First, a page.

"Sorry you guys, but I've got to head out. I have to say, I do like the idea after all Regan, and yours too Claire. We'll talk later." said Elliott reaching for his pockets.
"I'm out too. Don't let the girls wander off too far now Alex. And promise me you won't have any more to drink until way later tonight, okay?" Mason dropped a few bills on the table. He did have somewhere to go, but he also wanted a little time to think.
Walking out of The Capital, he headed south this time towards the Office of Minority Student Affairs. A store selling t-shirts caught his eye, attractive blue and orange colors and symbols. He looked down at his feet as he walked for a moment and thought about the deep below, all the way down to the core of the Earth. Nobody has ever dug and thus seen deeper than the crust, and yet there is still understanding of what exists. He thought about the pattern and imagined songs in the far beyond; nearly immortal atoms and molecules swaying together, vibrating and dancing in unison, grabbing partners along the way.
Mason was tutoring again this semester. Glancing at his watch a second time, his steps now hopped with eagerness. There was a time when he was tutored there. Believing but not really in karma, he wanted to help others, pay it forward somehow. He considered how life and learning and communicating and wondering was all connected and essential to his being. Are the Thinking Molecules of Titan really that different? Was he being foolish to even consider it? But it made him think about knowledge passing from person-to-person. Is knowledge alive in some strange and different way?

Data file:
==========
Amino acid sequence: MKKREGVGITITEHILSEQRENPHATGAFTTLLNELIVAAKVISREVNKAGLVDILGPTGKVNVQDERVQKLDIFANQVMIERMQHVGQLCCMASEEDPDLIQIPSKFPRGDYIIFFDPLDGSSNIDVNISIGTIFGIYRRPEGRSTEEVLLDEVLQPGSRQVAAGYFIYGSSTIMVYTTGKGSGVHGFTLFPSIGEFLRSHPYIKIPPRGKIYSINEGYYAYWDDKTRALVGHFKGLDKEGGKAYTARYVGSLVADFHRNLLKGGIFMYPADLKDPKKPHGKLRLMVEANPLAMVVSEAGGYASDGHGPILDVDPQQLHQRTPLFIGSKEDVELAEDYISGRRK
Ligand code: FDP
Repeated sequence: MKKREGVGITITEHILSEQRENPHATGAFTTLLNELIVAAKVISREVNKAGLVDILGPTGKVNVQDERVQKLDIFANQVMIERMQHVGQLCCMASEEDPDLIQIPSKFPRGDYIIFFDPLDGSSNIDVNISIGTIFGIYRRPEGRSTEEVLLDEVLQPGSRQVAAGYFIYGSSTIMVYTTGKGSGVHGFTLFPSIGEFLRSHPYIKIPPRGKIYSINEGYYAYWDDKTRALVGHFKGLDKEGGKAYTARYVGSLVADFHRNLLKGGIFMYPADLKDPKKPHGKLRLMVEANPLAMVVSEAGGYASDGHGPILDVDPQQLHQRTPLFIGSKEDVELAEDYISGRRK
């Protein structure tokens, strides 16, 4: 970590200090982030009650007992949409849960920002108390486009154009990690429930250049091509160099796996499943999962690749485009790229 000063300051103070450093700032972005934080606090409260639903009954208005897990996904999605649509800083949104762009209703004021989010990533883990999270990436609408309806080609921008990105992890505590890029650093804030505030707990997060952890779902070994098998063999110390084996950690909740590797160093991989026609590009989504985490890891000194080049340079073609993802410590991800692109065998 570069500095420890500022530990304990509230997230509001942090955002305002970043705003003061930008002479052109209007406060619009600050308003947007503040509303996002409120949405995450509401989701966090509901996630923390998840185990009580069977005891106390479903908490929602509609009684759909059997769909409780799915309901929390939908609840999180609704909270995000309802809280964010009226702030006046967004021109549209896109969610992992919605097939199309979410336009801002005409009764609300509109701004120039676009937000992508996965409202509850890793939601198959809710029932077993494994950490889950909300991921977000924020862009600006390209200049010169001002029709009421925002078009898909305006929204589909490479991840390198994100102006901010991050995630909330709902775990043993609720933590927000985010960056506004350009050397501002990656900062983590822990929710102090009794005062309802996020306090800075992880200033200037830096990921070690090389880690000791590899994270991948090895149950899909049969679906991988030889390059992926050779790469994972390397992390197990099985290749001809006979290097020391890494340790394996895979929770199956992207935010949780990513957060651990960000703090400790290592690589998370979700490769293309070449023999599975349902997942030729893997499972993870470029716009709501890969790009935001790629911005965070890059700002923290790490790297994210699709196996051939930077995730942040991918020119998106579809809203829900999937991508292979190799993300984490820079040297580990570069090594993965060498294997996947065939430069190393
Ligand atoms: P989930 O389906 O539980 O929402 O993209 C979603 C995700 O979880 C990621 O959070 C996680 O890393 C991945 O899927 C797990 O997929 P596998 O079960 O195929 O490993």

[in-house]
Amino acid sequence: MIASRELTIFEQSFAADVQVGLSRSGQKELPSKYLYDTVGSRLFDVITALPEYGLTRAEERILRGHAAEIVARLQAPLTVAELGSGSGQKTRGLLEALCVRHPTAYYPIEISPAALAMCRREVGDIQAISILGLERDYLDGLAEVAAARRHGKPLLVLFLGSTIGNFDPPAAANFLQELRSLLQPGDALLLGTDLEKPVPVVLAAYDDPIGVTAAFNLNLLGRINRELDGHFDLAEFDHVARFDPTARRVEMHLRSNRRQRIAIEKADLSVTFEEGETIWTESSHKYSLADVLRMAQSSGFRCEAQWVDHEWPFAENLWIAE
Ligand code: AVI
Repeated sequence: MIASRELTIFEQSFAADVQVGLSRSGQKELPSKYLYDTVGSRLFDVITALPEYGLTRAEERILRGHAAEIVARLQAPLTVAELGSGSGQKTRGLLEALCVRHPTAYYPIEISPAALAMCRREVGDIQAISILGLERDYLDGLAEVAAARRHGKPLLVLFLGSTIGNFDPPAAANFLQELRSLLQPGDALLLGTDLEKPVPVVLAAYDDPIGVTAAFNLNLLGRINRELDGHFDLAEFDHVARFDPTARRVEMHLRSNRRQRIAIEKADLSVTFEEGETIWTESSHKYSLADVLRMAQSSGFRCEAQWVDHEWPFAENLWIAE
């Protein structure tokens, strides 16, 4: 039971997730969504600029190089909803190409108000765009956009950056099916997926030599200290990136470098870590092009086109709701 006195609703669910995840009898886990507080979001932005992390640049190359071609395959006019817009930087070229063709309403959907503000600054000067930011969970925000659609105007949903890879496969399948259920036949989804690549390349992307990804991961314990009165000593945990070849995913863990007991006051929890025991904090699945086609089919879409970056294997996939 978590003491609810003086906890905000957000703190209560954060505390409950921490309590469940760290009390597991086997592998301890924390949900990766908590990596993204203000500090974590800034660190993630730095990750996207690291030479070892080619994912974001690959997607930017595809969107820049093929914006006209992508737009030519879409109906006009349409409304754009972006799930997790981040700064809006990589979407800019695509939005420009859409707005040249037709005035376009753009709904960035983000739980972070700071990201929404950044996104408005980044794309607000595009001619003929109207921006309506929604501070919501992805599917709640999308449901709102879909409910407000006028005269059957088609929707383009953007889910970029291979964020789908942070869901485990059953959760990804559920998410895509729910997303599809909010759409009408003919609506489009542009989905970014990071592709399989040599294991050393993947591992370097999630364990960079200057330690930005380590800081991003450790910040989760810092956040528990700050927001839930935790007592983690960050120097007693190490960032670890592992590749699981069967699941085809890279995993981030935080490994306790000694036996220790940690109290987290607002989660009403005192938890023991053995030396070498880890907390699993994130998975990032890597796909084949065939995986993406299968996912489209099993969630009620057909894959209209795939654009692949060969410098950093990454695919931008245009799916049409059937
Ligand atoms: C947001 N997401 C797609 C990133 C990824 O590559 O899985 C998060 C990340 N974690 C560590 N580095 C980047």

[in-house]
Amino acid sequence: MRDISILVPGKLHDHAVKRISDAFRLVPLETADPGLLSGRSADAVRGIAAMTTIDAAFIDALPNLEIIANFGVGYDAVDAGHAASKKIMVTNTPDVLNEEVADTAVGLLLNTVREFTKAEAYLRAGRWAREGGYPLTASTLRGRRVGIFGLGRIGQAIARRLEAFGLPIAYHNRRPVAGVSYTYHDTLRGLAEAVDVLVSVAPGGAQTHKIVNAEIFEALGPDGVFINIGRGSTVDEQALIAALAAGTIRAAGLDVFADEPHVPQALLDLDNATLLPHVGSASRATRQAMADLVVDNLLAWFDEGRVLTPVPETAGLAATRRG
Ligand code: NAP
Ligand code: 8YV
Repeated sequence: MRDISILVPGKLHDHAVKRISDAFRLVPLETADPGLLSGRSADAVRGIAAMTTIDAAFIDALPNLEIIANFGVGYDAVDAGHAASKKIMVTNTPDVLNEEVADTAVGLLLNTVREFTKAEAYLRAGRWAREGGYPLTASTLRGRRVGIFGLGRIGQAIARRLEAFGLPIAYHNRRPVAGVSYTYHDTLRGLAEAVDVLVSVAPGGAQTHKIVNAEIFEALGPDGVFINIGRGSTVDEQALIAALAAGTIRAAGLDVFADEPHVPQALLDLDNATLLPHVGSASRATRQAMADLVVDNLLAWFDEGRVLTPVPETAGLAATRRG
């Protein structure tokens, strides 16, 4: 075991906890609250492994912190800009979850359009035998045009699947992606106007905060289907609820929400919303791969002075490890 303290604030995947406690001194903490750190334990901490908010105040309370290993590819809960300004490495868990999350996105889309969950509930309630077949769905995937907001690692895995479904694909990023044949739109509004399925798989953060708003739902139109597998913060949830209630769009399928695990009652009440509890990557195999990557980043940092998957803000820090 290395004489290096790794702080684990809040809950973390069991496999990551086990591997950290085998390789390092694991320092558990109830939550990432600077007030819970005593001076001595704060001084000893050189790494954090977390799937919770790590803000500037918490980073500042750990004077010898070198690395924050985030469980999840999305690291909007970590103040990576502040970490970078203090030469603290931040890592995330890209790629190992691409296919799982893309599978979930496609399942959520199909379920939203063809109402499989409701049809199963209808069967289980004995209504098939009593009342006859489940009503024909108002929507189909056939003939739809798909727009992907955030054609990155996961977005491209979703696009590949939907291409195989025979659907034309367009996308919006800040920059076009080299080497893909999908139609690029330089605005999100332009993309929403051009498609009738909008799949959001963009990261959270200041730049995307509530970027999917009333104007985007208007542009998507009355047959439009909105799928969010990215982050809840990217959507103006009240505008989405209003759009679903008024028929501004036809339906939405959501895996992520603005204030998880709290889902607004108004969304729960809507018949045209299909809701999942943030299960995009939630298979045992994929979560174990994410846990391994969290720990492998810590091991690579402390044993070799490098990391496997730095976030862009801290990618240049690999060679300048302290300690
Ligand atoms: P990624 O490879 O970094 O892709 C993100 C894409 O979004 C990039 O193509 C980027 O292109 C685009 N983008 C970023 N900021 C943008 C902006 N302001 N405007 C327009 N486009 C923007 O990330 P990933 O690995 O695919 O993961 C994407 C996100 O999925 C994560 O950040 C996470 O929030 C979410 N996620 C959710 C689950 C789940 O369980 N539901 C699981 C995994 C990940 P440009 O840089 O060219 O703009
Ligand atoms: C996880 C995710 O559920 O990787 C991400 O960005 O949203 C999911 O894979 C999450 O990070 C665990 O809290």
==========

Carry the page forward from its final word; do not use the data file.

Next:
The bells that indicate the time of day on campus rang, and rang again, and he wondered too, were the bells part of a system, or somehow even themselves, trying to reproduce?
A piece on the experience gained from seeing bad movies.
This message came to me from a reader named Peter Svensland. He and a fr...
For the 36th installment in his video essay series about maligned masterworks, Scout Tafoya examines Ken Russell's "L...
Jessica Ritchey on the personal power of Guillermo del Toro's "Pan's Labyrinth."